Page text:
Forensic linguists play part in 20-year-old murder case

29043308 - magnifying glass on an old handwritten letter

Magnifying glass on an old handwritten letter / 123RF

What exactly is — or are — “forensic linguistics”? It’s the application of linguistic knowledge, methods and insights to the forensic context of law, language, crime investigation, trial, and judicial procedure. Here’s an example of it.

Retired FBI agent James Fitzgerald is one of the U.S.’s most prominent forensic linguists: as well as advising on some of TV’s popular fictional crime and forensics shows, he was on the investigative teams of two high-profile criminal cases of the last couple of decades: the Unabomber, and the murder of JonBenét Ramsey in 1996. The Ramsey case was recently back in the news, with a new TV documentary detailing a new, independent investigation of that 20-year-old crime. As part of the new investigative team, Fitzgerald returned to the scene of the crime to analyze in detail the notorious ransom note that became such a mysterious and vital part of the unsolved homicide. He talked to Yahoo TV about the significance of that 370-word document, and the various things it revealed about the person who wrote it. Here are a couple of excerpts from that interview:

YT: When you were investigating the ransom note, what things struck you as unusual or interesting about it?
JF: The first thing was the very first two words, which said: “Listen carefully!” This is a written communication meant to be visually comprehended, but here someone is using an audible reference. Right away, I said, “This doesn’t even make sense.” Grammatically it’s correct, the words were spelled right, but it was an unusual way to begin an alleged ransom communication. This whole “foreign faction” thing and whether someone is a foreigner or not … Do you consider yourself a foreigner when you’re in someone else’s country? Would you give that information away to the police? Right after the word “foreign,” they misspelled two words: “business” and “possession.” I believe both words were misspelled on purpose, because they both had to do with the double consonant “s.” If you’re going to misspell one word, you’re probably going to, almost by accident, get the other word right. Right then, I knew we had someone pretending to be someone other than who they really are. Within the first three sentences, quite frankly, I was convinced that this was not an authentic kidnapper. It was not an authentic crime syndicate or terrorist group or anything like that. This was someone doing his or her best to make themselves appear to be one of those entities, but it was clear that that was not the case.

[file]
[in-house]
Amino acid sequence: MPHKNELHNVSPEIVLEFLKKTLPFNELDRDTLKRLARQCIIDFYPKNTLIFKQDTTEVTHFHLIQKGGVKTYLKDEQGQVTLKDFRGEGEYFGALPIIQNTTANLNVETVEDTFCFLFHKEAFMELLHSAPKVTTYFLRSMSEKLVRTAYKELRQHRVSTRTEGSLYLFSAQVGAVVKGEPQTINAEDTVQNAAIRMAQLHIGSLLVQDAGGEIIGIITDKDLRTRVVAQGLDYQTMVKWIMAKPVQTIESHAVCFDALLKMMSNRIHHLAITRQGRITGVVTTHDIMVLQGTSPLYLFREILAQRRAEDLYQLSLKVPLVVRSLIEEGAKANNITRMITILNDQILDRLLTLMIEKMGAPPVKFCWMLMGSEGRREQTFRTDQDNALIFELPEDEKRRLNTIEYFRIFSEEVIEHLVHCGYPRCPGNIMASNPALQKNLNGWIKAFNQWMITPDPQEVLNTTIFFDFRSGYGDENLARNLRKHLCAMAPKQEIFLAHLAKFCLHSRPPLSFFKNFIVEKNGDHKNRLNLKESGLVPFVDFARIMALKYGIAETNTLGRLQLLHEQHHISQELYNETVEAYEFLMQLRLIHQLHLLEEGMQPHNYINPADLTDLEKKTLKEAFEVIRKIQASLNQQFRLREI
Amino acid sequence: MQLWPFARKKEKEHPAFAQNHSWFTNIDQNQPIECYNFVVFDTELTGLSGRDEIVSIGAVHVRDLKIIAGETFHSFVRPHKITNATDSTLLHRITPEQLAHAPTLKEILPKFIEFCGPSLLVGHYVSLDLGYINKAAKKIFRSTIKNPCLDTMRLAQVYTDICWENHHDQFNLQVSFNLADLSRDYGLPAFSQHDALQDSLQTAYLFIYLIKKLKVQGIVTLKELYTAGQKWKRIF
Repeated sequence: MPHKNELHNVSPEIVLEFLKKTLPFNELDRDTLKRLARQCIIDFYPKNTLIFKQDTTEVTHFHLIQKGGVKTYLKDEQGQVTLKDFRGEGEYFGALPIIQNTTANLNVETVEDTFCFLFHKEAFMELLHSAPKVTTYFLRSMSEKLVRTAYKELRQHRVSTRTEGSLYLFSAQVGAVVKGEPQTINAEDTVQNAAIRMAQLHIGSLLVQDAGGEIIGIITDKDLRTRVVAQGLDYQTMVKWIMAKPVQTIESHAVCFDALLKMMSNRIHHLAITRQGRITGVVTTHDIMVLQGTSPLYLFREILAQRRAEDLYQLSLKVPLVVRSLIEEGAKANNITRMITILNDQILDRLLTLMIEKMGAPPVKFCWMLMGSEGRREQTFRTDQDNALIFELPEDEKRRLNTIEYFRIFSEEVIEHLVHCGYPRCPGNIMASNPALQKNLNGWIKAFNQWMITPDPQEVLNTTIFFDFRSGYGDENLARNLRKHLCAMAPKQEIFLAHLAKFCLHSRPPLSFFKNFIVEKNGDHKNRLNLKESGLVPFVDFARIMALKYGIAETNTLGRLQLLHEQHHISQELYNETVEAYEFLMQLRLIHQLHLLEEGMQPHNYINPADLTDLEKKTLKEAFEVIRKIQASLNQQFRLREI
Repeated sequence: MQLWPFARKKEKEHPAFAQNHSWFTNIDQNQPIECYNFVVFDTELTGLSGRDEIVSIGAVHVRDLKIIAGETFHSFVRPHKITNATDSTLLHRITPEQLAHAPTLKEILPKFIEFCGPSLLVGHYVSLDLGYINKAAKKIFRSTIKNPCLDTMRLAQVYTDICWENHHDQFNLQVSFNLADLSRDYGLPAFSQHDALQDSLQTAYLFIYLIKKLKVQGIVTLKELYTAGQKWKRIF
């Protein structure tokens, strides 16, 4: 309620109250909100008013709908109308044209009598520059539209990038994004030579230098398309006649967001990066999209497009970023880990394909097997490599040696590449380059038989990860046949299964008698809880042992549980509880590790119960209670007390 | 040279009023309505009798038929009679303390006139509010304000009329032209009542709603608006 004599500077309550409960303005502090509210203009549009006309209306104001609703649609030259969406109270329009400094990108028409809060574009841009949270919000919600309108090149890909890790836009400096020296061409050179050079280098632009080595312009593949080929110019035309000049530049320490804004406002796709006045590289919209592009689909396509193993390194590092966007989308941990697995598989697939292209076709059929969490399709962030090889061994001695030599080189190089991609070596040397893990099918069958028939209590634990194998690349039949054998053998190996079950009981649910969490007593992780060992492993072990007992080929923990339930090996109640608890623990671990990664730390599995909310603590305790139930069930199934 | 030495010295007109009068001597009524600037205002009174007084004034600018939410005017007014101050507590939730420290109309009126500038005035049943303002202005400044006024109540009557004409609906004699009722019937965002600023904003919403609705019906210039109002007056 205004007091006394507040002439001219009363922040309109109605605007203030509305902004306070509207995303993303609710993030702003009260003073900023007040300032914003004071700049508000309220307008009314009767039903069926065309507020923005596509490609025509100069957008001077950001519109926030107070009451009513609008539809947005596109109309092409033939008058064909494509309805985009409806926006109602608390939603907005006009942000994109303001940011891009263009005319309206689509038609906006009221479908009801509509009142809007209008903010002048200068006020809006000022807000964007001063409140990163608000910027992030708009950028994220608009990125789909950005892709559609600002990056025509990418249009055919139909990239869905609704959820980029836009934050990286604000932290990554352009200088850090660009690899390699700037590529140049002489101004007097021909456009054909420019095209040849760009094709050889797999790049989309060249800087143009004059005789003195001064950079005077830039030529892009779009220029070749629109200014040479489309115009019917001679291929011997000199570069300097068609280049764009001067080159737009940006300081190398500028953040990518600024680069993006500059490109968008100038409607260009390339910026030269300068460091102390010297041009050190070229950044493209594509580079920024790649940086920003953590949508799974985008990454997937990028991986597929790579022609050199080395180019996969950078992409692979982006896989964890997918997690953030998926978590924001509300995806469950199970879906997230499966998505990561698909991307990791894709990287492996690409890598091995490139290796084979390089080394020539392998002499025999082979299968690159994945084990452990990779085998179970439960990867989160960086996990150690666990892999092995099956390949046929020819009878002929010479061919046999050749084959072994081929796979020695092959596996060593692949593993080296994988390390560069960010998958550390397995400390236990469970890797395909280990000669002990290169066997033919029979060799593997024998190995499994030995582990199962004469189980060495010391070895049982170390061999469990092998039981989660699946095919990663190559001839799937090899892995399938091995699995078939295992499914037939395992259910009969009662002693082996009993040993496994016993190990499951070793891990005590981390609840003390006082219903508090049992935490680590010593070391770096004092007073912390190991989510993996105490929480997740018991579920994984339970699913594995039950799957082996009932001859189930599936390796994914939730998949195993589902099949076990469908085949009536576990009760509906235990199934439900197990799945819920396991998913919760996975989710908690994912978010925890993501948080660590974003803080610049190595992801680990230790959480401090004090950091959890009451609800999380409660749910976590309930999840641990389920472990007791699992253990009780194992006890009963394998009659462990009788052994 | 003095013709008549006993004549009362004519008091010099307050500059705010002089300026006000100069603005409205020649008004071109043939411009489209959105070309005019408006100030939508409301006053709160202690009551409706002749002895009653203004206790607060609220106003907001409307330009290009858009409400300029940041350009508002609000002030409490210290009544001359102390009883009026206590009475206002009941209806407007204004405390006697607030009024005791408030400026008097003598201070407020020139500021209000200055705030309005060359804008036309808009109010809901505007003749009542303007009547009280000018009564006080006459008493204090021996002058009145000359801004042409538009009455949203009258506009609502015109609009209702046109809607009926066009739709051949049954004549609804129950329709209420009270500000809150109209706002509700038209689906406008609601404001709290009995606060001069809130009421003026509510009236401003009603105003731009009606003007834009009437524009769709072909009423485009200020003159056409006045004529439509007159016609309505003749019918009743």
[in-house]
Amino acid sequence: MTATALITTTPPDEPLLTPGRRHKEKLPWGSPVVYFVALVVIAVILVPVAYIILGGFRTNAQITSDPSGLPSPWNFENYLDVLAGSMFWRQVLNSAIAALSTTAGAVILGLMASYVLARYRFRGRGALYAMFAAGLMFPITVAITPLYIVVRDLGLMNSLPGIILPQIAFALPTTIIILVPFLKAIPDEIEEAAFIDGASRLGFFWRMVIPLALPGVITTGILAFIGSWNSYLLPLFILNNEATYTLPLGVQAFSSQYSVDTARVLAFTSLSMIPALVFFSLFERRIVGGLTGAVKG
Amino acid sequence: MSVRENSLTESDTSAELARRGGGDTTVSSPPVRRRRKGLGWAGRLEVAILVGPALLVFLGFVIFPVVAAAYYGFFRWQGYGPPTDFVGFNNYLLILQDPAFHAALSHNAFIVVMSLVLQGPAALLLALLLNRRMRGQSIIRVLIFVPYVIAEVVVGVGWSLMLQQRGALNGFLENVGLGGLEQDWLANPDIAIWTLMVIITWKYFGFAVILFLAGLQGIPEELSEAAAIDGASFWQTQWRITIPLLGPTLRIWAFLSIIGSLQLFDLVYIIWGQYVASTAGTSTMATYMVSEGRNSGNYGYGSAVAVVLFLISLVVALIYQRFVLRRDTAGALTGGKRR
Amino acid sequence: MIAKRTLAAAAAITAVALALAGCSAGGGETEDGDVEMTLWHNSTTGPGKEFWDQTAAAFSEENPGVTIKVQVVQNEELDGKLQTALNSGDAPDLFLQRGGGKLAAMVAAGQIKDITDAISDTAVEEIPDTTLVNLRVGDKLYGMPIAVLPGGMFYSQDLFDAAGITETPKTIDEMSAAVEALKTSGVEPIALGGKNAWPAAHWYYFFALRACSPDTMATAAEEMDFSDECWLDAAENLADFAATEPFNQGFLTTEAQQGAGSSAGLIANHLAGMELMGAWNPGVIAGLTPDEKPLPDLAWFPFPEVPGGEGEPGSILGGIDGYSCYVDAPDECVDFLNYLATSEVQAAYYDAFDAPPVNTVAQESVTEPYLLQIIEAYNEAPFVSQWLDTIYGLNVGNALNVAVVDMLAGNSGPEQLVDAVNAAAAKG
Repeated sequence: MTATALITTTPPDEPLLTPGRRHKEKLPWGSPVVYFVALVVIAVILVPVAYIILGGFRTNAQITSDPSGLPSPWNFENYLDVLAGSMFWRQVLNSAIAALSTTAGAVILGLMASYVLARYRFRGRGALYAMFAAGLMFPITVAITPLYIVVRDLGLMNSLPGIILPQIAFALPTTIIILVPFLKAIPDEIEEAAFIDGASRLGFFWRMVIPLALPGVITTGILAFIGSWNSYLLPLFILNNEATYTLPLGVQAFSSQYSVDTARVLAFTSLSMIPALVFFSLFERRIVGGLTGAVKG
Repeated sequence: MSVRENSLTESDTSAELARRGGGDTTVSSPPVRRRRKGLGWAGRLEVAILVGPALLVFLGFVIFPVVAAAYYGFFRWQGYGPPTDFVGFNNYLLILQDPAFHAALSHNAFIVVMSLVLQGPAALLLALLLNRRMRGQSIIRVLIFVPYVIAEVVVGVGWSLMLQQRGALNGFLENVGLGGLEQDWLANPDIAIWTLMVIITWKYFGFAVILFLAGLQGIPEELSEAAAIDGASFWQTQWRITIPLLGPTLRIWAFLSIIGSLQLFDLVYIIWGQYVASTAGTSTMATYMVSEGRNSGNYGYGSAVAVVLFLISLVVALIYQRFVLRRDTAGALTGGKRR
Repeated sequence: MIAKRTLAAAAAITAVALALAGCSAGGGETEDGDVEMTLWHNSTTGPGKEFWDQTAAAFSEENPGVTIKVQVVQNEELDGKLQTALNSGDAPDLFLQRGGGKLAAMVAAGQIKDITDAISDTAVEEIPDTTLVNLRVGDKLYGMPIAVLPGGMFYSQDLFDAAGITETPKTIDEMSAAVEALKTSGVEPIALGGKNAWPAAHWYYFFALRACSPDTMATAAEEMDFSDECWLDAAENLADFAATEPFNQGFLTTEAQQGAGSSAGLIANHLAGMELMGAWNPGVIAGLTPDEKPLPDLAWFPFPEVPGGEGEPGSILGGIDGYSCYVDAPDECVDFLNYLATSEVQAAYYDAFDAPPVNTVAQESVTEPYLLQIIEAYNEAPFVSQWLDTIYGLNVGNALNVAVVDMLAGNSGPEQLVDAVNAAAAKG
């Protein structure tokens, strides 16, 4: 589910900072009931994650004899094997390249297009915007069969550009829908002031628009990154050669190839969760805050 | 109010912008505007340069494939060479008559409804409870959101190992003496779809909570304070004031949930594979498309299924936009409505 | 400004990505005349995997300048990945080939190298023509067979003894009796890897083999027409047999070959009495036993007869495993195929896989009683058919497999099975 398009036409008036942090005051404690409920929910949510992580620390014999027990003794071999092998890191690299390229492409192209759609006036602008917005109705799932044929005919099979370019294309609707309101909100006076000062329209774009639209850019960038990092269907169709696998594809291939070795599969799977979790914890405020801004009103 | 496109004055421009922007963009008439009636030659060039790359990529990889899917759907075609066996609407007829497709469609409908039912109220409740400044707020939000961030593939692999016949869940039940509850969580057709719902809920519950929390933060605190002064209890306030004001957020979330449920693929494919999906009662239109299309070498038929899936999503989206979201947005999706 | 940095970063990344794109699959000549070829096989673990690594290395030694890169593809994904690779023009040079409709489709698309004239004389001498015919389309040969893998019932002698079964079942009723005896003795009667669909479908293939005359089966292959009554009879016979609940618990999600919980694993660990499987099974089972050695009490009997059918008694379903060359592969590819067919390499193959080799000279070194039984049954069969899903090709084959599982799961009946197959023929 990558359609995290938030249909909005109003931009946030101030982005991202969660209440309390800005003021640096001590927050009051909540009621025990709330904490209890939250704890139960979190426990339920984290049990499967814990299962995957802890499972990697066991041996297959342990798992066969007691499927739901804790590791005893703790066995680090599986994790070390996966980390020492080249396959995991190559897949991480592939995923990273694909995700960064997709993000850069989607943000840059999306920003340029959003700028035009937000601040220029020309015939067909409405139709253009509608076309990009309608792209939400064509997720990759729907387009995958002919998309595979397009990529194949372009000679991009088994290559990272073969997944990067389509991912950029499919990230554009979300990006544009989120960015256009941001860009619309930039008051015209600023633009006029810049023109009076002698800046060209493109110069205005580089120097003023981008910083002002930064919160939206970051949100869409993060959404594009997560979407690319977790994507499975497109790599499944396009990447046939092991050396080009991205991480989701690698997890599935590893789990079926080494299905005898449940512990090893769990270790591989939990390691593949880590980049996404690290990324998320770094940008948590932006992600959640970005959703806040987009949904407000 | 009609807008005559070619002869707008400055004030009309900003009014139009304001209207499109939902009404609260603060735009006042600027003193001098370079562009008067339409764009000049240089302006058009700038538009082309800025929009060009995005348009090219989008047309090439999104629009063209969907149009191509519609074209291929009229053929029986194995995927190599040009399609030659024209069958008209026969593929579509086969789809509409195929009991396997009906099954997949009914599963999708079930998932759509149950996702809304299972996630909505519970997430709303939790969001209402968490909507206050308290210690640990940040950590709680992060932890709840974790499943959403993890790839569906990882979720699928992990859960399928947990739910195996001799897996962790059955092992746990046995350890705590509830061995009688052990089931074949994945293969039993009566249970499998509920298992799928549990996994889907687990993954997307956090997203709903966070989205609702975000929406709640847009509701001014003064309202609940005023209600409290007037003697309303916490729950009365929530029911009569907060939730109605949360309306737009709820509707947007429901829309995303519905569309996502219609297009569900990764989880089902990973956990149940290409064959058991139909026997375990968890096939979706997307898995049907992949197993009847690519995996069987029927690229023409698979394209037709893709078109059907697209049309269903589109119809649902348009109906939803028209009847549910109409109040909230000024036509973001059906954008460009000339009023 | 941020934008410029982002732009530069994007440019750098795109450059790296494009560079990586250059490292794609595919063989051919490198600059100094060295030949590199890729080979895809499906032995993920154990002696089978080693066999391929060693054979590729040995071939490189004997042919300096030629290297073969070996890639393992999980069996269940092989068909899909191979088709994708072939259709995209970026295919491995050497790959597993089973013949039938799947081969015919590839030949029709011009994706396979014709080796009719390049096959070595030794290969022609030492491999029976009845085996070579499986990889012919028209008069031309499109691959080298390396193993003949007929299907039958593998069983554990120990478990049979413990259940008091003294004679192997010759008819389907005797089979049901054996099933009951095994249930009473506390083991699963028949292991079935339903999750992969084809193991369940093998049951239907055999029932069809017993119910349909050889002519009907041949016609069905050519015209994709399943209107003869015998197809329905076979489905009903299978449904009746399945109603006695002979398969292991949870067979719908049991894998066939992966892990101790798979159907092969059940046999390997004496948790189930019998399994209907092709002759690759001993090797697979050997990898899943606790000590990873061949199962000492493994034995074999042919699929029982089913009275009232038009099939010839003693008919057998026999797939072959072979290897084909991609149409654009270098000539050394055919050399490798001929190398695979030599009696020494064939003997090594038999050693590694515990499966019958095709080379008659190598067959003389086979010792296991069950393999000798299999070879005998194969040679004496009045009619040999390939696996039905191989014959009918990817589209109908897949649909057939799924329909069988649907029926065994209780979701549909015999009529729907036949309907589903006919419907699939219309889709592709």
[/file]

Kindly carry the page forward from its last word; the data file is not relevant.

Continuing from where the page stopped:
YT: One of the things you can do via forensic linguistics is try to focus in on the age or the gender of the writer of a note, maybe where they’re from, the significance of certain phrases that they use. Was there anything like that in that note?
JF: Yeah, in forensic linguistics there is an aspect to it of linguistic profiling. We look for demographics, we look for personality traits, and yes, in some cases, depending on the style of the author, you can actually come into an age bracket, maybe within 10 years. You can actually come into gender. You can actually relate to issues such as nativeness — are they native English speakers or not, or natives of any language. That is what we did with this particular letter. You’ll see it in [The Case Of], that I spend a solid 10-15 minutes breaking the letter down, almost sentence by sentence, and also painting a picture of what kind of a person may have done this. I did actually say, “We linguists, we’re very conservative when we render opinions like this.” There are a lot of mitigating factors with language. Gender, of course, is kind of on a continuum. It’s not just black and white, man/woman. We’re conscious of that when rendering decisions about gender or the sex of the author. In this particular case, what I wound up saying was that [the note] has a maternalistic sound to it. If you want to make that into female, you can certainly do that. There’s about five or six examples coming out on the show, which almost comes across as a mother talking to one of her children, so maybe that, subconsciously, was in fact happening here.”

You can read the full article here.

*   *   *   *   *

Leave a Reply

Your email address will not be published. Required fields are marked *


This site uses Akismet to reduce spam. Learn how your comment data is processed.